What is EthioSIS?

It is a database which when completed, will contain information about all kinds of soils found within Ethiopia. These include both the chemical and biophysical properties. The ambitious project was started in 2012 via the Ethiopian Agricultural Transformation Agency (ATA) in partnership with the continent-wide Africa Information Service (AfSIS).  

EthioSIS is currently being spearheaded by the recently established Ethiopia Soil and Research Institute (ESRI). The database is a first of its kind on the continent due to the magnitude of data it seeks to collect and disseminate. Its development and establishment of supportive agencies such as ESRI illustrate how vital soils are in the development agenda of the East African country whose economy heavily relies on agriculture. 

How EthioSIS Works?

The end goal of the EthioSIS team is to develop one of the most advanced national soil maps in the world. To achieve this, there are various approaches which are being taken to ensure that detailed information relating to Ethiopian soils are gathered and catalogued. This is done through a combination of field surveys, spectral data collection and laboratory analyses and different experts working for EthioSIS to gather an extensive array of soil data. In line with the advice from the Nairobi-based World Agroforestry Center, the EthioSIS team established soil laboratories across the country.  

Furthermore, it developed procedures for soil sampling, analyzing, and cataloging more than 100,000 samples from nearly 100 sentinel sites across the country. 


The type of Data is EthioSIS hosting?

There are several data points that can be used to describe the nature and health of soils. These include physical attributes like texture and color, as well as geotechnical ones such as permeability and specific gravity. In the same vein, there are chemical ones, on top of biotic factors.  All of these attributes have an influence on soil fertility and are useful for data-driven decision-making that would create an enabling environment for sustainable and climate-resilient agriculture in Africa.  

Given the above, EthioSiS is meant to host a rich dataset cutting across soil parameters. This will result in the publication of up to 22 different maps for every region in the country, with each one providing information about particular parameters.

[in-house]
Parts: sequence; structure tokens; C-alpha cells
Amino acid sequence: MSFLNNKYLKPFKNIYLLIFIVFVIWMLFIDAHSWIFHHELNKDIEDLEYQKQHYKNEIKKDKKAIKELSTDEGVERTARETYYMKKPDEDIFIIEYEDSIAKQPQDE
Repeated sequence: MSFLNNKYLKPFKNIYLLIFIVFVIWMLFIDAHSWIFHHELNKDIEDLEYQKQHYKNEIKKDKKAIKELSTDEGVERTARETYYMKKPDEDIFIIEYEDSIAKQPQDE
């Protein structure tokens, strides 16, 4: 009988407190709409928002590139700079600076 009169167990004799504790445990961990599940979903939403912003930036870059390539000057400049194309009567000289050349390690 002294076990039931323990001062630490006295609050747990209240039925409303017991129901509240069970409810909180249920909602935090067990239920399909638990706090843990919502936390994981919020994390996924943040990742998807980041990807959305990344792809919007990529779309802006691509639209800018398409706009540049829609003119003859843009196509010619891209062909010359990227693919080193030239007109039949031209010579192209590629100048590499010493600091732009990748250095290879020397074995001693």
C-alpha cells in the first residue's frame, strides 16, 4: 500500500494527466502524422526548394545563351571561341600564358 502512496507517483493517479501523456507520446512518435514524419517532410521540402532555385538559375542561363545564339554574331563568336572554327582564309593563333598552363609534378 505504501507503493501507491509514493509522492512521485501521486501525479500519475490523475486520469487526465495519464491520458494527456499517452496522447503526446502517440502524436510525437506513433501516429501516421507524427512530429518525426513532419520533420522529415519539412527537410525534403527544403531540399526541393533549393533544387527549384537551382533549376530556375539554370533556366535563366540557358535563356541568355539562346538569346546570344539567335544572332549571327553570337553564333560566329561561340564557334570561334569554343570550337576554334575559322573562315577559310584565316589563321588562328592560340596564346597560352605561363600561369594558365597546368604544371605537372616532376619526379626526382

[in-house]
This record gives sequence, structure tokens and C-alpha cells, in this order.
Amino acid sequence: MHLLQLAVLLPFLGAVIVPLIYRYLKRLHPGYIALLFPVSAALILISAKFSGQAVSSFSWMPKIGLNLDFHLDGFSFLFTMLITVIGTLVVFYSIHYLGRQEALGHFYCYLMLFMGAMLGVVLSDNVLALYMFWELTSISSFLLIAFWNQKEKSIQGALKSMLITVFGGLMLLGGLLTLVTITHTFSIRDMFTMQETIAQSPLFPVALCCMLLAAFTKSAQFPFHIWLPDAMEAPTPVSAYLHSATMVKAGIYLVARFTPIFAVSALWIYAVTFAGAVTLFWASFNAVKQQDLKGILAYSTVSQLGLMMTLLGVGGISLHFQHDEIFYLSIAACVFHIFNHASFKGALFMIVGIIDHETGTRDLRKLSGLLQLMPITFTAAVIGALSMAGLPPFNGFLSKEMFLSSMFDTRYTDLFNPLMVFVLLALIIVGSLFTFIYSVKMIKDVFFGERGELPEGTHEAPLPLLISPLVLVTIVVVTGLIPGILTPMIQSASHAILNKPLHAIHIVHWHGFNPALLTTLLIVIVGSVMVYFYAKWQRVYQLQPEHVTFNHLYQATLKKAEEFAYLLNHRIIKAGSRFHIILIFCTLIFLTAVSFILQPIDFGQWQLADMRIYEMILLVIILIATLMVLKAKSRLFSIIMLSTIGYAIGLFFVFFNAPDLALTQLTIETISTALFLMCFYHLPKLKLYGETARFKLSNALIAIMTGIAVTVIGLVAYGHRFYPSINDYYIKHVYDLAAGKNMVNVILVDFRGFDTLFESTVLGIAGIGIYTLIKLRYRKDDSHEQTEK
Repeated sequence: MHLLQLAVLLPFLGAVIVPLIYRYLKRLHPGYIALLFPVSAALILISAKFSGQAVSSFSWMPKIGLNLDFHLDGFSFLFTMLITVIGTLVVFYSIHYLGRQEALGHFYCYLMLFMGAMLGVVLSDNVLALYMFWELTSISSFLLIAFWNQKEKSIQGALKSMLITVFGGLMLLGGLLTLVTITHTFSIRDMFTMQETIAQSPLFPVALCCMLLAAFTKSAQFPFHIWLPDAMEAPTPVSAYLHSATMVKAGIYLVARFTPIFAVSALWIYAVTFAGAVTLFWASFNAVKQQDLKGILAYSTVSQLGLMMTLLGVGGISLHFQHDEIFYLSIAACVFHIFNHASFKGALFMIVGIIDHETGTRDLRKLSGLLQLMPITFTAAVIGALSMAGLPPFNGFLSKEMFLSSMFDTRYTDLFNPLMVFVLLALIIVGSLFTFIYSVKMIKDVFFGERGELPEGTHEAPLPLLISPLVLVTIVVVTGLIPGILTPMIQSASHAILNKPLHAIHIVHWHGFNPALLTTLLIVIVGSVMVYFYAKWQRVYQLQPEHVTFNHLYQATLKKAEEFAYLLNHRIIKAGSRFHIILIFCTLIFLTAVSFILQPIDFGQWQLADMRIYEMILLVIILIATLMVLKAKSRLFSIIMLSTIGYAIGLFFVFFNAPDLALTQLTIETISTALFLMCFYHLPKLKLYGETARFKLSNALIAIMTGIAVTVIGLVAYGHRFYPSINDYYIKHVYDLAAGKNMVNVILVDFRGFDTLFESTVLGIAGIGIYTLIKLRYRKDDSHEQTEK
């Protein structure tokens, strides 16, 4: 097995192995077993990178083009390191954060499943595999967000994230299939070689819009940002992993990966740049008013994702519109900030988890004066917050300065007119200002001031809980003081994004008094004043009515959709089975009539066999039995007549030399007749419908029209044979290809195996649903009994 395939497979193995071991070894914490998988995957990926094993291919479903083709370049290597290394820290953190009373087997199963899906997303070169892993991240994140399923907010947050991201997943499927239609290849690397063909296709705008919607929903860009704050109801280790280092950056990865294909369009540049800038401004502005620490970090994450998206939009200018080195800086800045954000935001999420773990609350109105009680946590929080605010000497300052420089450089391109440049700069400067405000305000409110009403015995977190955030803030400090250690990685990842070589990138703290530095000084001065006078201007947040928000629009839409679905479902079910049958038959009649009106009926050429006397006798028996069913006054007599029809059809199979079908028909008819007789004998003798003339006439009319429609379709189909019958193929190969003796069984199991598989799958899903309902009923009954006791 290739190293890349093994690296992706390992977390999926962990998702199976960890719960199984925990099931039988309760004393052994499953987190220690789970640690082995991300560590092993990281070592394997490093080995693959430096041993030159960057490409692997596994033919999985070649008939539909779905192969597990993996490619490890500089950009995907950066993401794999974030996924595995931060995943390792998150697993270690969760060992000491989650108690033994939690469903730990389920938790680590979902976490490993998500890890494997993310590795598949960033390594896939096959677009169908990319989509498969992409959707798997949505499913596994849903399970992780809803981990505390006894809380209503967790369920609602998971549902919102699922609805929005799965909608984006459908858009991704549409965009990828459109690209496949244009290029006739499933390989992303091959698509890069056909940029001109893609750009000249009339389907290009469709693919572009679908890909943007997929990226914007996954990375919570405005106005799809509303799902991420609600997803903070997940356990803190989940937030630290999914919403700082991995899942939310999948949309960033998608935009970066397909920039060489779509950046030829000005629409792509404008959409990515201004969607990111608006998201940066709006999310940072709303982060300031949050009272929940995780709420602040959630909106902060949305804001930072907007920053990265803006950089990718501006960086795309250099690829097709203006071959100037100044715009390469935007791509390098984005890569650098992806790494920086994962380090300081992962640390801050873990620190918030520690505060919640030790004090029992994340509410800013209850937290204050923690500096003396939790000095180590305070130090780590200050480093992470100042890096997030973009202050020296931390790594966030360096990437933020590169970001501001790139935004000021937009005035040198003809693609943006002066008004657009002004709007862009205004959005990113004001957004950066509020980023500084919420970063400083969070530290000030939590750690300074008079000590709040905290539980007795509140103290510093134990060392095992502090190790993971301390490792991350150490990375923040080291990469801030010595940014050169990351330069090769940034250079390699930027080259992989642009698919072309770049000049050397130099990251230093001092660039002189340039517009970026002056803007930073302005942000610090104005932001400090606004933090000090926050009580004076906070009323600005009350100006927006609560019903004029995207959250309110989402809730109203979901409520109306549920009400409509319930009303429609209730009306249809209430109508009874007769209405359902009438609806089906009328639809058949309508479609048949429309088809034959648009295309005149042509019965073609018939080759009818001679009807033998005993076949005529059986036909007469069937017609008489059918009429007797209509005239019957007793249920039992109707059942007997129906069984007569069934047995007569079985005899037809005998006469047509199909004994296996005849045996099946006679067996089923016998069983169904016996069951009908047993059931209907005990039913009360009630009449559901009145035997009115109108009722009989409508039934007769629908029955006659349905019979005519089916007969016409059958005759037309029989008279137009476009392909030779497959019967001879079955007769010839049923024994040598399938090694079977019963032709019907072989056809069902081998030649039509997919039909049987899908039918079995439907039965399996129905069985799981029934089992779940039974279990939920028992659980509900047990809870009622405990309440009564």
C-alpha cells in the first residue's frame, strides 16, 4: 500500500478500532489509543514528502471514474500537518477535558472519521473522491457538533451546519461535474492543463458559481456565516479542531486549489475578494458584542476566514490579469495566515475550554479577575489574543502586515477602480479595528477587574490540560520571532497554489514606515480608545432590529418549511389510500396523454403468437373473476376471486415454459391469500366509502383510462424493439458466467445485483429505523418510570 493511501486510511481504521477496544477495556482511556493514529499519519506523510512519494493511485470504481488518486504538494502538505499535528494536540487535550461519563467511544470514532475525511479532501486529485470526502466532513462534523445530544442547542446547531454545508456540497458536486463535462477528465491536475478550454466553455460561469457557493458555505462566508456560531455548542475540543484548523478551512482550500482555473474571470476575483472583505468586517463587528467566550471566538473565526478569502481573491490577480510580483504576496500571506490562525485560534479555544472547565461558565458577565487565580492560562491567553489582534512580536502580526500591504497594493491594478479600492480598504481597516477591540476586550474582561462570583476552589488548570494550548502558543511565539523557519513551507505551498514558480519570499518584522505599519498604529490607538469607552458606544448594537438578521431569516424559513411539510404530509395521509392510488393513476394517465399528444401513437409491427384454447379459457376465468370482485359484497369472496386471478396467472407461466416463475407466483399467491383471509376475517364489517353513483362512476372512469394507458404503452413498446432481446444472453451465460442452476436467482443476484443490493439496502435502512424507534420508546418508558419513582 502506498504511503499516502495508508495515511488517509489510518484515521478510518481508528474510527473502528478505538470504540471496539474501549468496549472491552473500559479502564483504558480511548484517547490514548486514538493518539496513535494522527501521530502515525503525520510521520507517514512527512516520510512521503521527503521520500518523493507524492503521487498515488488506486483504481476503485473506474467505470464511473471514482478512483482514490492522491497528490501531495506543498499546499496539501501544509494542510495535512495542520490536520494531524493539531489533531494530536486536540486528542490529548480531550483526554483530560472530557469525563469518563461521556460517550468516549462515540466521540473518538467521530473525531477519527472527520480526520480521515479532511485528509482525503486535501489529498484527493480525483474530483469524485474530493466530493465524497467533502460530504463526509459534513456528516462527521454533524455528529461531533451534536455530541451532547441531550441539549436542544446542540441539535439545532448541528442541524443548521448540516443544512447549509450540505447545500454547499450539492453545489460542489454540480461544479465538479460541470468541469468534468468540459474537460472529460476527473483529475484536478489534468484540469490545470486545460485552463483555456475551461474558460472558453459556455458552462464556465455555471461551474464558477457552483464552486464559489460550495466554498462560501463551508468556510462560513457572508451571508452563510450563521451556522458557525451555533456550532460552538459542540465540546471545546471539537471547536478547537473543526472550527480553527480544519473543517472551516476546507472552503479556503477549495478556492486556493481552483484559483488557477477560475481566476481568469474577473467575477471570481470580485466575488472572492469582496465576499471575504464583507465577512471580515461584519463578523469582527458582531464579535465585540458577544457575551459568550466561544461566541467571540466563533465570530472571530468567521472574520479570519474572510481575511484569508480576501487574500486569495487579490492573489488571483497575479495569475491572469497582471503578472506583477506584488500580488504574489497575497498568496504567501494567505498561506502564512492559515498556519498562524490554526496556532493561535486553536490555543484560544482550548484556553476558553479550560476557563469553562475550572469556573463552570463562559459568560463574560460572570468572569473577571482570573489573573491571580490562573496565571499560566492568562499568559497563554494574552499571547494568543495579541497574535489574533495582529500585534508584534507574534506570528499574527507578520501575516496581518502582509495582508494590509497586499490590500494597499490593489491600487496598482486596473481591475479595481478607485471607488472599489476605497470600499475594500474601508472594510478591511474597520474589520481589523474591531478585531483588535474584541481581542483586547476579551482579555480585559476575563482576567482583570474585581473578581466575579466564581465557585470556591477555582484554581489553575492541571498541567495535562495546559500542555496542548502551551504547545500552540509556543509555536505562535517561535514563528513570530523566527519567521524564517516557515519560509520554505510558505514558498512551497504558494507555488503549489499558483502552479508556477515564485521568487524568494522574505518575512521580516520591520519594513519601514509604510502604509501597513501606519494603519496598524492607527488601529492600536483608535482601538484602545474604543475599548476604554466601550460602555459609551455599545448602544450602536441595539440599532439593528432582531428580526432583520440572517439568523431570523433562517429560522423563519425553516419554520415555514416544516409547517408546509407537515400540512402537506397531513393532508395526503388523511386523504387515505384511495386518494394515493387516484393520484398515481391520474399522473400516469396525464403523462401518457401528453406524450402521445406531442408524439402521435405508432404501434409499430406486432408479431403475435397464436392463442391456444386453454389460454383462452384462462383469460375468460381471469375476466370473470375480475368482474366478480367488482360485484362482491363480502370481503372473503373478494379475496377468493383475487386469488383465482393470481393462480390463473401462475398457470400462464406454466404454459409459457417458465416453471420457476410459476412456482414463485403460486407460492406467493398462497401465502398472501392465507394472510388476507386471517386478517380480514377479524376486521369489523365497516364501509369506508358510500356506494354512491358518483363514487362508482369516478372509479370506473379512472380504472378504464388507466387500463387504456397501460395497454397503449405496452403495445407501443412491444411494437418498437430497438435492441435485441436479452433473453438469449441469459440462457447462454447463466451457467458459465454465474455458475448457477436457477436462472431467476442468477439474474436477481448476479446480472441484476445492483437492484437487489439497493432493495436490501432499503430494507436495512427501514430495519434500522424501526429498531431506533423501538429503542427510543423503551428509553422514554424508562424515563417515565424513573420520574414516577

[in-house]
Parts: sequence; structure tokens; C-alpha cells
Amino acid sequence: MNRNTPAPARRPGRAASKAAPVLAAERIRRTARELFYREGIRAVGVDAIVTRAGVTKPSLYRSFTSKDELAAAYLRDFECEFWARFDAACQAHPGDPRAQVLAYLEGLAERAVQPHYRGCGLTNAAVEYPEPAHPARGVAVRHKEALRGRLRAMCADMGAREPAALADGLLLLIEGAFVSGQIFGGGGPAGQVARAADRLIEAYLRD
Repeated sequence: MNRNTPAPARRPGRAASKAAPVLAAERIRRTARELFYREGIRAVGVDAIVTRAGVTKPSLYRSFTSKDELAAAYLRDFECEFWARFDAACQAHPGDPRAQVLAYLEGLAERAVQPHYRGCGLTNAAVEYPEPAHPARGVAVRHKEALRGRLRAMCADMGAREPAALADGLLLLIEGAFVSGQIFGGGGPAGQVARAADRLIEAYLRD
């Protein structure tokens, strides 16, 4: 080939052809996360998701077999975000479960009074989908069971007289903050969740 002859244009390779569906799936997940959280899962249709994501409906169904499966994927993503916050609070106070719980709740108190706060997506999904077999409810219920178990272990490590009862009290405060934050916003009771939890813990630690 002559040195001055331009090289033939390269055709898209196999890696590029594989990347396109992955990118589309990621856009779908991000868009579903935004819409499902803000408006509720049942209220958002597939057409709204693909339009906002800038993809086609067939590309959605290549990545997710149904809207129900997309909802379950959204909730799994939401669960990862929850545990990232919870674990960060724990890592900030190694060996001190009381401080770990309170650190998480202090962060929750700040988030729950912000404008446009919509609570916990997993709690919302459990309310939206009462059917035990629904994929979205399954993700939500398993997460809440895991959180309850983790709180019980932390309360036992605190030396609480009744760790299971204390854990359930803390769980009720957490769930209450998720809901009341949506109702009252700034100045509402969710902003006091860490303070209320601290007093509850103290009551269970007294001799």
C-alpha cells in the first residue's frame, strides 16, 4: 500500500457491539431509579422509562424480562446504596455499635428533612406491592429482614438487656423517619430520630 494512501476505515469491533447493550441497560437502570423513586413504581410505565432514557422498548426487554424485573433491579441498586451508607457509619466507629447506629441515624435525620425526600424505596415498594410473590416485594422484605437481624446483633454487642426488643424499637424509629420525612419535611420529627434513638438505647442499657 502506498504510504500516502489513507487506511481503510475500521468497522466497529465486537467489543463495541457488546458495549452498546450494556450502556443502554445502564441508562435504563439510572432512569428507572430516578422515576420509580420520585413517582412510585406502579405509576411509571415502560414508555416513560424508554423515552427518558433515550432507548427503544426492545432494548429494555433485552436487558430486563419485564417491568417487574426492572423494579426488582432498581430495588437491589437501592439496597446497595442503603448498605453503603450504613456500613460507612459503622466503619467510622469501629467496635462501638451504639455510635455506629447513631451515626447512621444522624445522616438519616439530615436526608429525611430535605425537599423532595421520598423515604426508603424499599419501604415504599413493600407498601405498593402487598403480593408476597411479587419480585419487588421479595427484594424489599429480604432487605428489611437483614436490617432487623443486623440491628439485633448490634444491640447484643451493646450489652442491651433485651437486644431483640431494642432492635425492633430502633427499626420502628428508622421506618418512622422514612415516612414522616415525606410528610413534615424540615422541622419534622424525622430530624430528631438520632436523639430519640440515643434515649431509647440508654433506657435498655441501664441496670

EthioSIS as a decision making tool

EthioSiS is meant to host a rich dataset and each database holds information on multiple soil parameters which are used to generate 22 different maps. These contain the chemical and biophysical information about each region, enabling farmers and other decision makers to fully understand the nature of their soils. EthioSIS since inception has produced soil fertility maps coupled with fertilizer recommendations for various regions in the country. This allows those in the ground to treat each region individually, rather than the previously commonplace blanket approach when it comes to things such as application of fertilizer. In this way, the database helps to protect soils through provision of the information needed for SLM. 

How is EthioSIS creating an enabling environment?

During the 2018 CGIAR Big Data in Agriculture Convention, one of the main challenges that was identified with regard to agricultural big data is organizing it. The volume, variability, multiplicity and complexity of soil big data limits the ability of farmers, extension officers, and policy makers to readily use it 

Hence, organizing it would facilitate better decision making for sustainable land management. This is what the database is meant to achieve. It adheres to FAIR Open Data Principles, which makes the information: Findable, Accessible, Interoperable, and Re-usable (FAIR). In this way, it creates an enabling environment by providing farmers, policy makers and other stakeholders with what they need to make an inform and data-driven decisions.